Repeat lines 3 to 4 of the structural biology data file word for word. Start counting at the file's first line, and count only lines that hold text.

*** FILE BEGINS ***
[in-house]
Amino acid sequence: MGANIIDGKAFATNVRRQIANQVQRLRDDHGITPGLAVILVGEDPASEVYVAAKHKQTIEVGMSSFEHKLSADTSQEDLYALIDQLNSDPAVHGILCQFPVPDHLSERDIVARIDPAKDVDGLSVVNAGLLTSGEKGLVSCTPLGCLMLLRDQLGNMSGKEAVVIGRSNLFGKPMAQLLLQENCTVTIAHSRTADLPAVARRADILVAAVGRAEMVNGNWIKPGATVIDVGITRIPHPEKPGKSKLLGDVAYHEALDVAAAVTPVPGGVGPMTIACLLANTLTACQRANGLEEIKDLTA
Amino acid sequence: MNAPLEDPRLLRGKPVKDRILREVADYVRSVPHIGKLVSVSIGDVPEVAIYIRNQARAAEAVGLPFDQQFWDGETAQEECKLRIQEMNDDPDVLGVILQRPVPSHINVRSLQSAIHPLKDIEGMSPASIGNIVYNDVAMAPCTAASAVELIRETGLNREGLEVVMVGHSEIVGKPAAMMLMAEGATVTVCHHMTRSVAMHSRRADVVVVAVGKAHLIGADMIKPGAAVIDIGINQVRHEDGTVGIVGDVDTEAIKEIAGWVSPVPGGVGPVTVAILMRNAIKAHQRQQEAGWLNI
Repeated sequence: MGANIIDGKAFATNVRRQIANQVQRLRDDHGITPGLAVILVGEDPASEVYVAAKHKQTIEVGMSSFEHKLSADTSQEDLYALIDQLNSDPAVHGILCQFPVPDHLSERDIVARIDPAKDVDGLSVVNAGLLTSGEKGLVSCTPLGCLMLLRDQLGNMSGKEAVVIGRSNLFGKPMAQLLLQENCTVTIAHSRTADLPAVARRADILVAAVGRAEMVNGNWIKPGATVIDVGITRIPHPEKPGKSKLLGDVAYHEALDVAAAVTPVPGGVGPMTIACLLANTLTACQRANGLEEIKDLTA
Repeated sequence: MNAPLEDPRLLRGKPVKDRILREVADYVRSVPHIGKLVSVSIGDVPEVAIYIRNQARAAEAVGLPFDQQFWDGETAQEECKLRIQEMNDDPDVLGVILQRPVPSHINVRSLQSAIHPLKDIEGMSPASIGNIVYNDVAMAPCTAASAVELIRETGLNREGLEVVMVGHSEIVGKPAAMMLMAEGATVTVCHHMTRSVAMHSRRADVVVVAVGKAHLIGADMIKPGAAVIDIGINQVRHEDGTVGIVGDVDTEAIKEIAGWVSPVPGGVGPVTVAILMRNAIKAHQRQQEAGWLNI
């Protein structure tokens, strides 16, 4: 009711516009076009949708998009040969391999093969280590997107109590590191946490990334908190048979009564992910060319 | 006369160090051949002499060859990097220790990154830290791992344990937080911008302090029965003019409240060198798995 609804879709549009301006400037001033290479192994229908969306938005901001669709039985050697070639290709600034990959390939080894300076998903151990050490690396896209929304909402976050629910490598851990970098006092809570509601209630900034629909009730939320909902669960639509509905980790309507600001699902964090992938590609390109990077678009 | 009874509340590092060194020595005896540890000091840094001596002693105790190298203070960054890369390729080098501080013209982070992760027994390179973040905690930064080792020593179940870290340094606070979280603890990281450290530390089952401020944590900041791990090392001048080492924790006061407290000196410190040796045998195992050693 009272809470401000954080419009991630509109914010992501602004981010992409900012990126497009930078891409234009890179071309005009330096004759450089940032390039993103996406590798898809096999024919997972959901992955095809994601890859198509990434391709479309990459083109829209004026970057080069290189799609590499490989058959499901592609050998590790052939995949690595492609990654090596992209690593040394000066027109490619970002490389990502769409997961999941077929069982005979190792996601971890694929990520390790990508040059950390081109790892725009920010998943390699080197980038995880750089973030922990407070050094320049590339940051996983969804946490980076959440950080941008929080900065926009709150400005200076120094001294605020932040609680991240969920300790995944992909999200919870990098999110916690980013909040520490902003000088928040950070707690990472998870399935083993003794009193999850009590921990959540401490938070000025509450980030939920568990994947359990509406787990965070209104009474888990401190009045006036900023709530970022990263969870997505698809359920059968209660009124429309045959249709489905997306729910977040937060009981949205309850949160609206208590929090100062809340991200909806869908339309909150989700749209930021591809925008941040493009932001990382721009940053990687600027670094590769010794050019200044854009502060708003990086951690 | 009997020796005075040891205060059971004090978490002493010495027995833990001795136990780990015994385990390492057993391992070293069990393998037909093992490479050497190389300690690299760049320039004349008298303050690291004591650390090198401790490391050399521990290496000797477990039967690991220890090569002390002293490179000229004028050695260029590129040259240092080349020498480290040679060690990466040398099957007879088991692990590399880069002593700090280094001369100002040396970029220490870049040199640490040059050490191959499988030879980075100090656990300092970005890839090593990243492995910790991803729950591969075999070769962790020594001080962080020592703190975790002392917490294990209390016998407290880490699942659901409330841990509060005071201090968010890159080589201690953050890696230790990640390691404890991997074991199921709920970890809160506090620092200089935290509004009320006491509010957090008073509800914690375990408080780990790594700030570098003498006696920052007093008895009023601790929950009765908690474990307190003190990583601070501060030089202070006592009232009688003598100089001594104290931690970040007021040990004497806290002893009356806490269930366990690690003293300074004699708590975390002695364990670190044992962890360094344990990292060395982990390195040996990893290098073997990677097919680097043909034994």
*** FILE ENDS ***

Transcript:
Amino acid sequence: MNAPLEDPRLLRGKPVKDRILREVADYVRSVPHIGKLVSVSIGDVPEVAIYIRNQARAAEAVGLPFDQQFWDGETAQEECKLRIQEMNDDPDVLGVILQRPVPSHINVRSLQSAIHPLKDIEGMSPASIGNIVYNDVAMAPCTAASAVELIRETGLNREGLEVVMVGHSEIVGKPAAMMLMAEGATVTVCHHMTRSVAMHSRRADVVVVAVGKAHLIGADMIKPGAAVIDIGINQVRHEDGTVGIVGDVDTEAIKEIAGWVSPVPGGVGPVTVAILMRNAIKAHQRQQEAGWLNI
Repeated sequence: MGANIIDGKAFATNVRRQIANQVQRLRDDHGITPGLAVILVGEDPASEVYVAAKHKQTIEVGMSSFEHKLSADTSQEDLYALIDQLNSDPAVHGILCQFPVPDHLSERDIVARIDPAKDVDGLSVVNAGLLTSGEKGLVSCTPLGCLMLLRDQLGNMSGKEAVVIGRSNLFGKPMAQLLLQENCTVTIAHSRTADLPAVARRADILVAAVGRAEMVNGNWIKPGATVIDVGITRIPHPEKPGKSKLLGDVAYHEALDVAAAVTPVPGGVGPMTIACLLANTLTACQRANGLEEIKDLTA